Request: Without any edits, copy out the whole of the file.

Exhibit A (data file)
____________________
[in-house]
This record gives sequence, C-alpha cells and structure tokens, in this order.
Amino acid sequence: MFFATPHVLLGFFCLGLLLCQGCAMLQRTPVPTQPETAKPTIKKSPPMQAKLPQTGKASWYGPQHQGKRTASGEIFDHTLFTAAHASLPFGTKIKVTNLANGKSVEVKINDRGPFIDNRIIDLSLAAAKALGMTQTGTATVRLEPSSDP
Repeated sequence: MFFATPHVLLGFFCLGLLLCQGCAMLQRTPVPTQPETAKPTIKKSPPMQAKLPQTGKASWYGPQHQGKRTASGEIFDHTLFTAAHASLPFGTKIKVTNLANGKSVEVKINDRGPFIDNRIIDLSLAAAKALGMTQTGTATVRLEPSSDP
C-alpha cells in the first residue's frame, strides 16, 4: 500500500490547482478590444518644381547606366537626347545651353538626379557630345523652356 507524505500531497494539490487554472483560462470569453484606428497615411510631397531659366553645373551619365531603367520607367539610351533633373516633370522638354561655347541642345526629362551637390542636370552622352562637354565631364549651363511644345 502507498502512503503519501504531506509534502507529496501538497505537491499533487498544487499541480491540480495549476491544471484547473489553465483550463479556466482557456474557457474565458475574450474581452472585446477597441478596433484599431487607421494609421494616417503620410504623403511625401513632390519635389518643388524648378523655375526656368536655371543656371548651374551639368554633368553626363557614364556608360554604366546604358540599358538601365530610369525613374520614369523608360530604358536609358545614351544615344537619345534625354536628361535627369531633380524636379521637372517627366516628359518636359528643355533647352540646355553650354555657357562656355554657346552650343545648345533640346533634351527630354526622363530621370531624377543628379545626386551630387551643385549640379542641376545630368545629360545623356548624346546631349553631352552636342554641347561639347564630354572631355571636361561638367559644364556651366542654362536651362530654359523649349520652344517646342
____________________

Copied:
[in-house]
This record gives sequence, C-alpha cells and structure tokens, in this order.
Amino acid sequence: MFFATPHVLLGFFCLGLLLCQGCAMLQRTPVPTQPETAKPTIKKSPPMQAKLPQTGKASWYGPQHQGKRTASGEIFDHTLFTAAHASLPFGTKIKVTNLANGKSVEVKINDRGPFIDNRIIDLSLAAAKALGMTQTGTATVRLEPSSDP
Repeated sequence: MFFATPHVLLGFFCLGLLLCQGCAMLQRTPVPTQPETAKPTIKKSPPMQAKLPQTGKASWYGPQHQGKRTASGEIFDHTLFTAAHASLPFGTKIKVTNLANGKSVEVKINDRGPFIDNRIIDLSLAAAKALGMTQTGTATVRLEPSSDP
C-alpha cells in the first residue's frame, strides 16, 4: 500500500490547482478590444518644381547606366537626347545651353538626379557630345523652356 507524505500531497494539490487554472483560462470569453484606428497615411510631397531659366553645373551619365531603367520607367539610351533633373516633370522638354561655347541642345526629362551637390542636370552622352562637354565631364549651363511644345 502507498502512503503519501504531506509534502507529496501538497505537491499533487498544487499541480491540480495549476491544471484547473489553465483550463479556466482557456474557457474565458475574450474581452472585446477597441478596433484599431487607421494609421494616417503620410504623403511625401513632390519635389518643388524648378523655375526656368536655371543656371548651374551639368554633368553626363557614364556608360554604366546604358540599358538601365530610369525613374520614369523608360530604358536609358545614351544615344537619345534625354536628361535627369531633380524636379521637372517627366516628359518636359528643355533647352540646355553650354555657357562656355554657346552650343545648345533640346533634351527630354526622363530621370531624377543628379545626386551630387551643385549640379542641376545630368545629360545623356548624346546631349553631352552636342554641347561639347564630354572631355571636361561638367559644364556651366542654362536651362530654359523649349520652344517646342